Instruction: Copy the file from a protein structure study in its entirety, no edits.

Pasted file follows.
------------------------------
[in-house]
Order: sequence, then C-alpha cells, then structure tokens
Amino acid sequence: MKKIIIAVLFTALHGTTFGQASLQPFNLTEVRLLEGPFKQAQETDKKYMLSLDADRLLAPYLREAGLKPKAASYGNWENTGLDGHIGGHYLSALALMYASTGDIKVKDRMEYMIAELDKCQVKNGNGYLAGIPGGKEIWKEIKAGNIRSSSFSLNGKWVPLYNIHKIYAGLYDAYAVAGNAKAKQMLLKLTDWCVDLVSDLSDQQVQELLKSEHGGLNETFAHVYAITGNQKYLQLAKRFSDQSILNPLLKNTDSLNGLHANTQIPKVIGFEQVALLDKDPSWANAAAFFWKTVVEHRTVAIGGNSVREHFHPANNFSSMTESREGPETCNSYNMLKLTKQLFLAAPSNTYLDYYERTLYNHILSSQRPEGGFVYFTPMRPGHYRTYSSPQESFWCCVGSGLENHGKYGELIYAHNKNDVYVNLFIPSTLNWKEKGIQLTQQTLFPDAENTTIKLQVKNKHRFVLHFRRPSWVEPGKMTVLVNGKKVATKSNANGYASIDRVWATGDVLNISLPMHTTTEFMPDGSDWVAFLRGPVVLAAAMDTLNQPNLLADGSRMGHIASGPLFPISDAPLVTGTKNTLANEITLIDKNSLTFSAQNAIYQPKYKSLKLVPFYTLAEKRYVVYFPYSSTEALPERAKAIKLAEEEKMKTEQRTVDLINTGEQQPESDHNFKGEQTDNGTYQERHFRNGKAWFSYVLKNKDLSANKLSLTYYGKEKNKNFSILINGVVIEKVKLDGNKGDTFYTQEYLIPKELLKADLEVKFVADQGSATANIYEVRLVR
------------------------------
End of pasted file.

[in-house]
Order: sequence, then C-alpha cells, then structure tokens
Amino acid sequence: MKKIIIAVLFTALHGTTFGQASLQPFNLTEVRLLEGPFKQAQETDKKYMLSLDADRLLAPYLREAGLKPKAASYGNWENTGLDGHIGGHYLSALALMYASTGDIKVKDRMEYMIAELDKCQVKNGNGYLAGIPGGKEIWKEIKAGNIRSSSFSLNGKWVPLYNIHKIYAGLYDAYAVAGNAKAKQMLLKLTDWCVDLVSDLSDQQVQELLKSEHGGLNETFAHVYAITGNQKYLQLAKRFSDQSILNPLLKNTDSLNGLHANTQIPKVIGFEQVALLDKDPSWANAAAFFWKTVVEHRTVAIGGNSVREHFHPANNFSSMTESREGPETCNSYNMLKLTKQLFLAAPSNTYLDYYERTLYNHILSSQRPEGGFVYFTPMRPGHYRTYSSPQESFWCCVGSGLENHGKYGELIYAHNKNDVYVNLFIPSTLNWKEKGIQLTQQTLFPDAENTTIKLQVKNKHRFVLHFRRPSWVEPGKMTVLVNGKKVATKSNANGYASIDRVWATGDVLNISLPMHTTTEFMPDGSDWVAFLRGPVVLAAAMDTLNQPNLLADGSRMGHIASGPLFPISDAPLVTGTKNTLANEITLIDKNSLTFSAQNAIYQPKYKSLKLVPFYTLAEKRYVVYFPYSSTEALPERAKAIKLAEEEKMKTEQRTVDLINTGEQQPESDHNFKGEQTDNGTYQERHFRNGKAWFSYVLKNKDLSANKLSLTYYGKEKNKNFSILINGVVIEKVKLDGNKGDTFYTQEYLIPKELLKADLEVKFVADQGSATANIYEVRLVR